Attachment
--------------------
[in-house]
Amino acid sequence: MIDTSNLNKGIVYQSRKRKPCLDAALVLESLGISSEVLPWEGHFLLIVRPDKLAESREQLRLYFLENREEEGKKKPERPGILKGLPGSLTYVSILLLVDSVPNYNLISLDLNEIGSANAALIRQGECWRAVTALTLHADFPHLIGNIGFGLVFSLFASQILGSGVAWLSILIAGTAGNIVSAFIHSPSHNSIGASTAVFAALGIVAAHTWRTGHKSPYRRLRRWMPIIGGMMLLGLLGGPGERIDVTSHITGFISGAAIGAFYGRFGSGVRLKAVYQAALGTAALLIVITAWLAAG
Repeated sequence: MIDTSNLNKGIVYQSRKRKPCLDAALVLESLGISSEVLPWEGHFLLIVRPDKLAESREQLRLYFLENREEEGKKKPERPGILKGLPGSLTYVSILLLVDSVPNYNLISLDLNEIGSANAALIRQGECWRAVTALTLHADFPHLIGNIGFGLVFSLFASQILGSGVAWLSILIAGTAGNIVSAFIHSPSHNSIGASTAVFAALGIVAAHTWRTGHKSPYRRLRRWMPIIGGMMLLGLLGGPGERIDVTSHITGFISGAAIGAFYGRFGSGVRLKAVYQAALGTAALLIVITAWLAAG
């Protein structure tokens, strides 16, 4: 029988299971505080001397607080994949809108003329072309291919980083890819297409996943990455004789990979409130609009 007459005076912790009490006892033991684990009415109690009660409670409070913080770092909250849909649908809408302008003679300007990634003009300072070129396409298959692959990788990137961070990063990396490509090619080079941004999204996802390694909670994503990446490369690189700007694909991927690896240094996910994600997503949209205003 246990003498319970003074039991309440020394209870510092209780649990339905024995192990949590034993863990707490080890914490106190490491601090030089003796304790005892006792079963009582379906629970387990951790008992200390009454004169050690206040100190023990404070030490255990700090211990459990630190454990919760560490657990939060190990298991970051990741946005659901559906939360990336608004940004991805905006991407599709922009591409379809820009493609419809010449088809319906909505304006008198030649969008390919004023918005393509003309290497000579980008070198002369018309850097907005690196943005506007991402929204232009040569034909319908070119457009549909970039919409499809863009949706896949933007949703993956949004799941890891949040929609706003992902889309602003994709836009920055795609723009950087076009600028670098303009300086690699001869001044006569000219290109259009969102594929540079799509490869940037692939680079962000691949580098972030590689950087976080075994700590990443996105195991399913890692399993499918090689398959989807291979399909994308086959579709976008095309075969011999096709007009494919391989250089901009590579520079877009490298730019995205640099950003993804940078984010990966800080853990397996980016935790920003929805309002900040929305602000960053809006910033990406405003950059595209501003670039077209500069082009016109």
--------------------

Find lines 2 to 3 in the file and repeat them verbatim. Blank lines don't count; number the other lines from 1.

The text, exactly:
Amino acid sequence: MIDTSNLNKGIVYQSRKRKPCLDAALVLESLGISSEVLPWEGHFLLIVRPDKLAESREQLRLYFLENREEEGKKKPERPGILKGLPGSLTYVSILLLVDSVPNYNLISLDLNEIGSANAALIRQGECWRAVTALTLHADFPHLIGNIGFGLVFSLFASQILGSGVAWLSILIAGTAGNIVSAFIHSPSHNSIGASTAVFAALGIVAAHTWRTGHKSPYRRLRRWMPIIGGMMLLGLLGGPGERIDVTSHITGFISGAAIGAFYGRFGSGVRLKAVYQAALGTAALLIVITAWLAAG
Repeated sequence: MIDTSNLNKGIVYQSRKRKPCLDAALVLESLGISSEVLPWEGHFLLIVRPDKLAESREQLRLYFLENREEEGKKKPERPGILKGLPGSLTYVSILLLVDSVPNYNLISLDLNEIGSANAALIRQGECWRAVTALTLHADFPHLIGNIGFGLVFSLFASQILGSGVAWLSILIAGTAGNIVSAFIHSPSHNSIGASTAVFAALGIVAAHTWRTGHKSPYRRLRRWMPIIGGMMLLGLLGGPGERIDVTSHITGFISGAAIGAFYGRFGSGVRLKAVYQAALGTAALLIVITAWLAAG